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‘The Bachelor’ Recap: The Blond-Out Begins

We’re getting into the serious part of the season—which means it’s time for the Bachelor to get real and cut anyone who would dare have dark hair


About halfway through each season of The Bachelor, there comes a moment when the fun goes away and things get serious. At the beginning, there are almost 30 women, and the Bachelor must feign interest in all of them while going on goofy dates and trying to stir up drama. By the end, there are only a handful of women, and the Bachelor strives to give each meaningful time as he decides on a potential wife. Sure, they’ll break up four to six months after the show ends, but still—he must take his time making sure he’s picking the right person to date for four to six months.

I can always tell when that moment arrives. I call it the Blond-Out. Because at the beginning, the Bachelor must pretend he’s seeking love with women of all races, creeds, and hair colors. By the end, all pretensions have faded away; the (always white) Bachelor has looked deep within his soul and has realized that, really, he just wants to pick the girls he’s most attracted to.

Four of the last five Bachelors have chosen blonds. (The one outlier is Nick, who probably made Bachelor history by bringing three brunettes to the final three.) You know things are getting serious in a given season when the blond-to-non-blond ratio hits 50 percent. Five of Arie’s final nine women were blond, including the winner and two of the final three. Six of Ben Higgins’s final nine women, including the winner, were blond. Four of Chris Soules’s final six women were blond, including the winner and two of the final three. (Kaitlyn is blond now, but she wasn’t on Chris’s season. I’ll call this a retroactive three-of-three.)

Colton is blonding out harder than anybody before. Entering Monday night’s episode, he’d already triggered a Blond-Out, with seven of 12 remaining women having blond hair. Then on Monday night, he eliminated four of the five remaining non-blonds to give him an 86 percent blond final seven.

We could rule this a Total Blond-Out, considering Tayshia has blond highlights and is full-on blond in her Instagram avi, but I’m ruling her a non-blond. (I’ve decided for the purpose of this experiment to count women with brunette hair who have gone ombre as blond. For example, Kirpa has natural black hair but has dyed it primarily blond.)

What, you expected serious personality analysis from Colton? The entire plot of this show is “a virgin picks whom he wants to have sex with for the first time.” In a deeply unshocking move, he is going to pick the woman who closest resembles whoever was on the cover of Maxim when he turned 12-and-a-half. (Checks Colton’s Wikipedia pagechecks this Wikipedia page … Jessica Simpson. Checks out.)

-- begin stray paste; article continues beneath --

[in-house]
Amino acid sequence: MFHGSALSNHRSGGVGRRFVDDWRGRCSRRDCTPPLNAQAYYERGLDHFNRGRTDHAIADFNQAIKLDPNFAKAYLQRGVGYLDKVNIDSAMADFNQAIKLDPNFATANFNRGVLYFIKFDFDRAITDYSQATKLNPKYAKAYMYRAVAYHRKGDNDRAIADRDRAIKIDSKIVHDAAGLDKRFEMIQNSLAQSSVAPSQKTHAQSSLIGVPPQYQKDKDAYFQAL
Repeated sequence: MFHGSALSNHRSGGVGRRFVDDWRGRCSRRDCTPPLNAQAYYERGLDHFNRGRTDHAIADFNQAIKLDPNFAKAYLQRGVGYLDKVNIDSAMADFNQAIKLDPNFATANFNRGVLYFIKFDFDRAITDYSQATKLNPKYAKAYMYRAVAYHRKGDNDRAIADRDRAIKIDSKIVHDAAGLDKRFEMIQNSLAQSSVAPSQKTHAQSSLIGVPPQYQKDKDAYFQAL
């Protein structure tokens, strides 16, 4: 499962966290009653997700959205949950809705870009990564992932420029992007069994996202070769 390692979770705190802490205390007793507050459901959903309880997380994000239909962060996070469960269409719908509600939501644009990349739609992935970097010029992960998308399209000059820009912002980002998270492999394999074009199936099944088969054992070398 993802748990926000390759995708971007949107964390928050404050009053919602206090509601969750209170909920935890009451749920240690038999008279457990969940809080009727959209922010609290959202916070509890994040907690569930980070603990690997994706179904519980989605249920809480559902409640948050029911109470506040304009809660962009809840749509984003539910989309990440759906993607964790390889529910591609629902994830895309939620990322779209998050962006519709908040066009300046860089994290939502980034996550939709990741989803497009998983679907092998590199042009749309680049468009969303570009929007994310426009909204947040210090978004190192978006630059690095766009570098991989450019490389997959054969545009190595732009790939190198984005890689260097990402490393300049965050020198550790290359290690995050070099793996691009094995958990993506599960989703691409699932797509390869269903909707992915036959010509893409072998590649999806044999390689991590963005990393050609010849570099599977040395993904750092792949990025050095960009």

The Bachelor distracts us with exceptional drama and lots of talk about love. They mix in a few decent jokes, vacation porn, and occasionally cogent discussion of social issues. But at the end of the day, this is a show about one thing: Guys being into girls with yellowish hair. Or at least into the ones who were smart enough to dye their hair the apparently only acceptable color before coming on the show.

Tragedy of the Week/Month/Year/Century: Demi’s Exit

Only one blond woman was eliminated this week, and it was the one we couldn’t bear to see go. Our sweet hero Demi is gone, felled by either her own hubris or Colton’s inability to see greatness.

Demi didn’t get into any hijinks this week—she didn’t pick any fights or rig any challenges in her favor. She just let Colton talk to her mom on the phone and then later told Colton she was “falling in love” with him. For some reason, Colton reacted to this like someone just proposed to him on a first date and not like a guy who’s the lead character on a dating show. He told Demi that hearing her say she was falling in love indicated to him that they’re in different places, and so he immediately sent her home. (Couldn’t she have at least stayed until the weekend? It’s like a 30-hour flight home from Vietnam and I bet they already paid for the hotel room.)

To this point, roughly 80 percent of my reason for watching this season has been to see Demi go to work. (I’m 4 percent interested in virginity-related intrigue and 16 percent watching because it’s my job.) I don’t care if Colton didn’t like this woman, she needed to remain on the show! The producers needed to barge into his breakup and remind him of who’s paying the bills on this multicontinental sex voyage.

Biggest Twist: Dumping Colton

Colton’s getting the formula of this Bachelor thing wrong. He’s supposed to eliminate women as he gets closer to finding the person he wants to propose to. But in back-to-back weeks, he is the one who has gotten dumped. Last week, Elyse left Colton because she felt she wasn’t getting enough one-on-one time after a strong start; this week, Sydney quit because, among other things, she felt Colton was making “easy choices” instead of picking women who were actually interested in getting married to him. (This episode was probably filmed in late October/early November—maybe Sydney got back to the States in time to rejoin the Knicks City Dancers.)